Ankara: Islamic State fighters are pushing towards a key Kurdish town on Syria`s border with Turkey, whose parliament is set on Thursday to consider authorising military intervention against the jihadists on its doorstep.
Kurdish fighters backed by US-led air strikes were locked in fierce fighting Wednesday to prevent the besieged border town of Ain al-Arab from falling to the Islamic State group fighters.
"There are real fears that the IS may be able to advance into the town... very soon," the Syrian Observatory for Human Rights warned, with the jihadists within three kilometres (two miles) of the strategic town.
The fighting came as 41 children and seven adults were reported dead in twin bombings at a school in the government-controlled central city of Homs, which has been devastated by the three-year civil war.
There was no immediate claim of responsibility.
NATO member Turkey, after months of caution, has decided to harden its policy, with parliament due to debate Thursday a government request to authorise military action against IS in both Iraq and Syria.
Ankara has not yet indicated what form its assistance could take although Erdogan has repeatedly called for a buffer zone on the Turkish border inside Syria -- backed by a no-fly zone -- to ensure security.
According to the Hurriyet daily, quoting sources in Turkey`s central command, the request seeks permission from parliament for the presence and transit of foreign soldiers in Turkish territory and deployment of Turkish military forces to Iraq or Syria.
Ankara has previously justified its low-key role in the fight against IS by saying its hands were tied by concerns over the fate of dozens of Turkish hostages abducted by IS in Iraq.
But those hostages were freed September 20, prompting what Erdogan has acknowledged as a major change in Turkish policy.Anti-jihadist air strikes and the heavy clashes in and around Ain al-Arab killed at least 18 people Wednesday -- nine militants and nine Kurdish fighters, the Syrian rights observatory said.
"Kurdish fighters on the front lines saw the bodies literally being thrown into the air" by the force of the blast, the observatory`s human rights director Abdel Rahman said.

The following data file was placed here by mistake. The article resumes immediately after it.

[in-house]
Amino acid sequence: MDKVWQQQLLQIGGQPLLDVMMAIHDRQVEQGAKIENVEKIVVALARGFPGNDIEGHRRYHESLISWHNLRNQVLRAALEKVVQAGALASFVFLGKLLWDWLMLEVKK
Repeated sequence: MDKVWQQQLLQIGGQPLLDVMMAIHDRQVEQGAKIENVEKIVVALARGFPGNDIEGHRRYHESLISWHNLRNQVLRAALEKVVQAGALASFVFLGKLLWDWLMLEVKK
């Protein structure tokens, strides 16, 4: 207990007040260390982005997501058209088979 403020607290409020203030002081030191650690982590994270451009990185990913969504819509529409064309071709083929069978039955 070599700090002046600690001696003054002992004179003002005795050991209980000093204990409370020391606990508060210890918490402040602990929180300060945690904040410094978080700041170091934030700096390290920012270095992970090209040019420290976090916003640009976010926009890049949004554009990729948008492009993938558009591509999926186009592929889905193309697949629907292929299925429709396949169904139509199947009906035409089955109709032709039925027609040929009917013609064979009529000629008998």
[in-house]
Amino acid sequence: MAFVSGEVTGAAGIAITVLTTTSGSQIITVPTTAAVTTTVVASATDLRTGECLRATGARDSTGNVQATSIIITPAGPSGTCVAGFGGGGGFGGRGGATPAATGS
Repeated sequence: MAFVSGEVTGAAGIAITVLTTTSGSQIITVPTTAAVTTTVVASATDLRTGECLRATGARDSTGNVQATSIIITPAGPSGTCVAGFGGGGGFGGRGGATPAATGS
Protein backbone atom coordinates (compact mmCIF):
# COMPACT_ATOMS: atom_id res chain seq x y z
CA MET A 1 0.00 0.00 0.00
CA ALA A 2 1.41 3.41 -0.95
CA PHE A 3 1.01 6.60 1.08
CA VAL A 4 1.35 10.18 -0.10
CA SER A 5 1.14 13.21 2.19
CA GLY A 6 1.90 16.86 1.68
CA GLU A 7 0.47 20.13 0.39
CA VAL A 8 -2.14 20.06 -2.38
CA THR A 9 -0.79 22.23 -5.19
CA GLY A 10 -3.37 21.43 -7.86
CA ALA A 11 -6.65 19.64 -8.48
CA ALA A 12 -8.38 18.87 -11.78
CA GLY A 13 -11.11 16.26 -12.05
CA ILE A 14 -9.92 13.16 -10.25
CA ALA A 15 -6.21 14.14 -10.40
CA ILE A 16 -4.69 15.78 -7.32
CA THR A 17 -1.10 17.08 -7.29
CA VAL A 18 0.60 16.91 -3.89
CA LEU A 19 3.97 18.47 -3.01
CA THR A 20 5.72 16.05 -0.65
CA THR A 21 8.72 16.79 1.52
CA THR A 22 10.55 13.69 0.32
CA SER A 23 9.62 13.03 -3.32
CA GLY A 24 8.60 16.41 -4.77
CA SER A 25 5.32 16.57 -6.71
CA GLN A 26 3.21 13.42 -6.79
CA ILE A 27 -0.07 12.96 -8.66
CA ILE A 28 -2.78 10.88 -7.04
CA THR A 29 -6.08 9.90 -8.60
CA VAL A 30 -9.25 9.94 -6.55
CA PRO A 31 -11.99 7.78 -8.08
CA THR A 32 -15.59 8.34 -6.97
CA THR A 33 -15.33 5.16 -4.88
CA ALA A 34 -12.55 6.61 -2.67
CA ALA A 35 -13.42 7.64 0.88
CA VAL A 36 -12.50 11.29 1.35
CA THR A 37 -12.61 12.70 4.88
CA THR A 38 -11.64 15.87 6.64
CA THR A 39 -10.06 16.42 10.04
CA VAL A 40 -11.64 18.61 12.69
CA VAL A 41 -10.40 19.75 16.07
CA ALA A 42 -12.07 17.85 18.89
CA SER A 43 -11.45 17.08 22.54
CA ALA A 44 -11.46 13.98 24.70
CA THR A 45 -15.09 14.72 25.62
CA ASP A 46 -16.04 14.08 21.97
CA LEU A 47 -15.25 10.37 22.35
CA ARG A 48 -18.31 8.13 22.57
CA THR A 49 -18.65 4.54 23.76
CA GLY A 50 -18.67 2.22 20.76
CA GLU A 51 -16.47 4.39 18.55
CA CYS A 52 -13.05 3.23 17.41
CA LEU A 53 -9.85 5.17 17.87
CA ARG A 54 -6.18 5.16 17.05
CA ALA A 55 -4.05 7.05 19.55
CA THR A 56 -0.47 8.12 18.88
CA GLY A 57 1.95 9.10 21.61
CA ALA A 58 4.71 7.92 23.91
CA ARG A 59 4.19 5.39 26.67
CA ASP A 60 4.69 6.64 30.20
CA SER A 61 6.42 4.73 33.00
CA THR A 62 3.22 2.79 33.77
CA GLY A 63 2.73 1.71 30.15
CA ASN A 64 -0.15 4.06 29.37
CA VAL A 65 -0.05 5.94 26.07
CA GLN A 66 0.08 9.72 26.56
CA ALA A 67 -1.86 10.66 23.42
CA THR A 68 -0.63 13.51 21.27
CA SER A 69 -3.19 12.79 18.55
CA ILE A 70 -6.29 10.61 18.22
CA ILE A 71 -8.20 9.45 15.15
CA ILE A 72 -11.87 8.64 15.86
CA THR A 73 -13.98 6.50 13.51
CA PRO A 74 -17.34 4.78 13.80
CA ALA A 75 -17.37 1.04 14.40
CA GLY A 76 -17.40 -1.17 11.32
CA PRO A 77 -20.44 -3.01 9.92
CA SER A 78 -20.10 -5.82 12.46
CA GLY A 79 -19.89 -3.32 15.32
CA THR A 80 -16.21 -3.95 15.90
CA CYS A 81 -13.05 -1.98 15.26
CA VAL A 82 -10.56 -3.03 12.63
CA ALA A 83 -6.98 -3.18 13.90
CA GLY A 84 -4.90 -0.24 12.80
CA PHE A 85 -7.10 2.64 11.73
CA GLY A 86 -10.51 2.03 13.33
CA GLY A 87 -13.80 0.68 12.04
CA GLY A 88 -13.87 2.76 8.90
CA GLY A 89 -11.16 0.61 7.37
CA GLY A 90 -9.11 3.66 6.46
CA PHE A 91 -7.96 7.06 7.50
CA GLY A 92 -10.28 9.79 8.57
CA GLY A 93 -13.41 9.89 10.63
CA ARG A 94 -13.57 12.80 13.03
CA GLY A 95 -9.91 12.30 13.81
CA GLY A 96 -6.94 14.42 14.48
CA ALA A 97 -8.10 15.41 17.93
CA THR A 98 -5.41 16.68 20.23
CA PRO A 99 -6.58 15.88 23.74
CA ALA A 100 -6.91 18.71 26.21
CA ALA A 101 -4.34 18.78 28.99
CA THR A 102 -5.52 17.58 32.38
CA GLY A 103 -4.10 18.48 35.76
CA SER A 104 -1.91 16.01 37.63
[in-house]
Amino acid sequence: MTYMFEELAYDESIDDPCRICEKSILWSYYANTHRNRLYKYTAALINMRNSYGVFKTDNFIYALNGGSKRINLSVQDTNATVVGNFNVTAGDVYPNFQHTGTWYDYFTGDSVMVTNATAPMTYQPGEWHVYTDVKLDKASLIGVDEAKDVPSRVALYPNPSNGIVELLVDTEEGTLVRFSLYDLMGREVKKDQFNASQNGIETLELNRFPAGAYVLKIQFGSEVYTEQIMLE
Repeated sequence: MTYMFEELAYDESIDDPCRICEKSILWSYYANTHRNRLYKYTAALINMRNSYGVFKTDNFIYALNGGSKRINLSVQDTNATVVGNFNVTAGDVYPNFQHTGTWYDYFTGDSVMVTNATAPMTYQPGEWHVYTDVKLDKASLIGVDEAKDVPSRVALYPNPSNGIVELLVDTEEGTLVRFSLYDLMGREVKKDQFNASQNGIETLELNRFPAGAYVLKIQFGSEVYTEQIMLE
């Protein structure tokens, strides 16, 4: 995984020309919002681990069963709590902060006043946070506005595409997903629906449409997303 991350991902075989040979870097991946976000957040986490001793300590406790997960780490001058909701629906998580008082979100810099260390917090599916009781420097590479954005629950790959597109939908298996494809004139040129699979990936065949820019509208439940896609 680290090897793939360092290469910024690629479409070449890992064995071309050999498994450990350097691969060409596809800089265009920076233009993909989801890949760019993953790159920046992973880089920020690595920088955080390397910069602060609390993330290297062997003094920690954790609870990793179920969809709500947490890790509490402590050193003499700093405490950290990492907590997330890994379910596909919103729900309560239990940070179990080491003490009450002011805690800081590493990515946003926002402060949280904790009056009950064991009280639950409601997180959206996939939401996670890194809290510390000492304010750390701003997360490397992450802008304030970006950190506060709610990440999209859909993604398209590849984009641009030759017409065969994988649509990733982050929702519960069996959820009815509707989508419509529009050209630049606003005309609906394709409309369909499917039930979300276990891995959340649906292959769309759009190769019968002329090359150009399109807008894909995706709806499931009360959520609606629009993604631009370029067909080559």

Abdel Rahman said the vastly outgunned Kurdish fighters were forced by the jihadists` advance to retreat from the fight on the western outskirts, in order to defend the edges of the town itself.
Ain al-Arab would be a major prize for IS, giving it unbroken control of a long stretch of the Syrian-Turkish border.
The twin blasts in Homs farther south hit a neighbourhood inhabited mainly by the Alawite community of Syrian President Bashar al-Assad, which has been frequently targeted by rebels and jihadists.
The Pentagon has warned there will be no quick and easy end to the fighting, with spokesman Rear Admiral John Kirby saying: "No one should be lulled into a false sense of security by accurate air strikes."
Turkish President Recep Tayyip Erdogan echoed that dropping "tons of bombs" on IS would provide only temporary respite.About 191,000 people have been killed since an uprising against Assad erupted in 2011, escalating into a several-sided war involving pro-government forces, hardline jihadists and more moderate rebels.
The US-led coalition of Western and Arab allies has been flying missions in Syria since last week against IS, an extremist Sunni group that has seized control of large parts of the country and neighbouring Iraq.
A coalition warplane killed nine militants in a strike on an IS base near Hawijah, a senior Iraqi intelligence officer said.
In Baghdad, a suicide car bombing ripped through a busy commercial street, killing at least 14 people, police and medical sources said.
Iraqi Foreign Minister Ibrahim al-Jaafari said any international assistance in the fight against IS should preserve "Iraqi sovereignty," and also thanked Iran for its support.
"Iran has provided assistance to Iraq, as have some other countries. This is not a secret and we have to thank them for it," he said.Australia announced that its jets were joining the air campaign in Iraq in a support capacity.
Prime Minister Tony Abbott, who has called IS an "apocalyptic death cult," said the aircraft would provide reconnaissance and refuelling support.
Britain said its jets targeted two IS vehicles west of Baghdad overnight in their second strikes on the jihadists in Iraq in as many days.
France, which currently has six Rafale warplanes and just under 1,000 soldiers based in the United Arab Emirates, said it would deploy three more Rafales and a warship in the coalition fight against IS in Iraq.